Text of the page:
For a moment during the recent presidential campaign in the former Soviet republic of Belarus, I felt like I was covering a school board election in small-town America. The scene was an auditorium at a Minsk ballet academy, where young boys in unitards lingered in the hallway. On stage stood Victor Tereshenko, one of nine men running to challenge the incumbent president, Alexander Lukashenko. About 20 people sat in the room, wearing expressions ranging from overly enthusiastic to moderate disinterest. There was no media to cover the event, just someone recording the talk with a digital camera.
Welcome to democracy in Belarus, which President Lukashenko has ruled since 1994. Over the weekend, he won a sham election that will grant him five more years in office, garnering 80% of the vote according to official figures. Opposition supporters who gathered in the city’s central square on Sunday evening to protest the fraudulent results were met with a vicious response from security forces. Yet while Lukashenko’s uncompromising brutality was apparent on Sunday, he had worked hard in the weeks prior to put on a show of electoral democracy for Western observers.
This year, there was a plethora of candidates (each of whom received free airtime on television and radio), a televised presidential debate (though Lukashenko declined to participate), and campaign events like the one I attended last Saturday. Even Lukashenko’s critics conceded that the campaign process was marginally more democratic than those of elections past. But far from representing real strides forward, the ostensibly liberalising moves Lukashenko made are characteristic of the “managed democracy” model of contemporary Russia.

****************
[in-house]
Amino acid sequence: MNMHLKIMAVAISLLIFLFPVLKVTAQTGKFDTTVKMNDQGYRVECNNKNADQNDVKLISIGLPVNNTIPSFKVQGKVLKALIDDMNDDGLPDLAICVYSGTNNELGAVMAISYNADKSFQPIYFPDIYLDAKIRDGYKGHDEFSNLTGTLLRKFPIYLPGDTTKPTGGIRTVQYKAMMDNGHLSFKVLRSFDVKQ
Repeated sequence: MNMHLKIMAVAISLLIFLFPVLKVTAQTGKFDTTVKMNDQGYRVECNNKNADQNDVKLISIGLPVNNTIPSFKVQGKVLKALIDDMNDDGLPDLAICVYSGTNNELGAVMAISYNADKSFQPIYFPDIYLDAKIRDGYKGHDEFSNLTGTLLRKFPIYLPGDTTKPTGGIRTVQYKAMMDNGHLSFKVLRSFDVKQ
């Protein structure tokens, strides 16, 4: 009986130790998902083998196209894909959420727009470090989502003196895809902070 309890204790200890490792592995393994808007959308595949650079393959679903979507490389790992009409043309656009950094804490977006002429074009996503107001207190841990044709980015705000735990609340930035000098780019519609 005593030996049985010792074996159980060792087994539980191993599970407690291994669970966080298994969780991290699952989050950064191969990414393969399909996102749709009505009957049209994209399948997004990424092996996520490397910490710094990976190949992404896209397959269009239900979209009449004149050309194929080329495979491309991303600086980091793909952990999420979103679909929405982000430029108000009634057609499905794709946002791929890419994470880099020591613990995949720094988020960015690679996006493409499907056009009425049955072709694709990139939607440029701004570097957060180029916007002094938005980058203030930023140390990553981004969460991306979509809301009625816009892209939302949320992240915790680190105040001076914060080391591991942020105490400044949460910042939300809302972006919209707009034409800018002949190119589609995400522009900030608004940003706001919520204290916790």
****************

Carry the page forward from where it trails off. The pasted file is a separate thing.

There are three ways in which the Belarusian regime rigged the system. The first concerns media freedom. With the exception of two independent weekly newspapers (which have a combined readership of 30,000), the media lies in the hands of the state. The regime makes it practically impossible for opposition media to exist thanks to onerous registration laws, and routinely shuts down websites and newspapers. Television, where most people get their news, is state-controlled, and a recent report found that nearly 90% of political news was devoted to Lukashenko, nearly all of it either positive or neutral.
The second problem…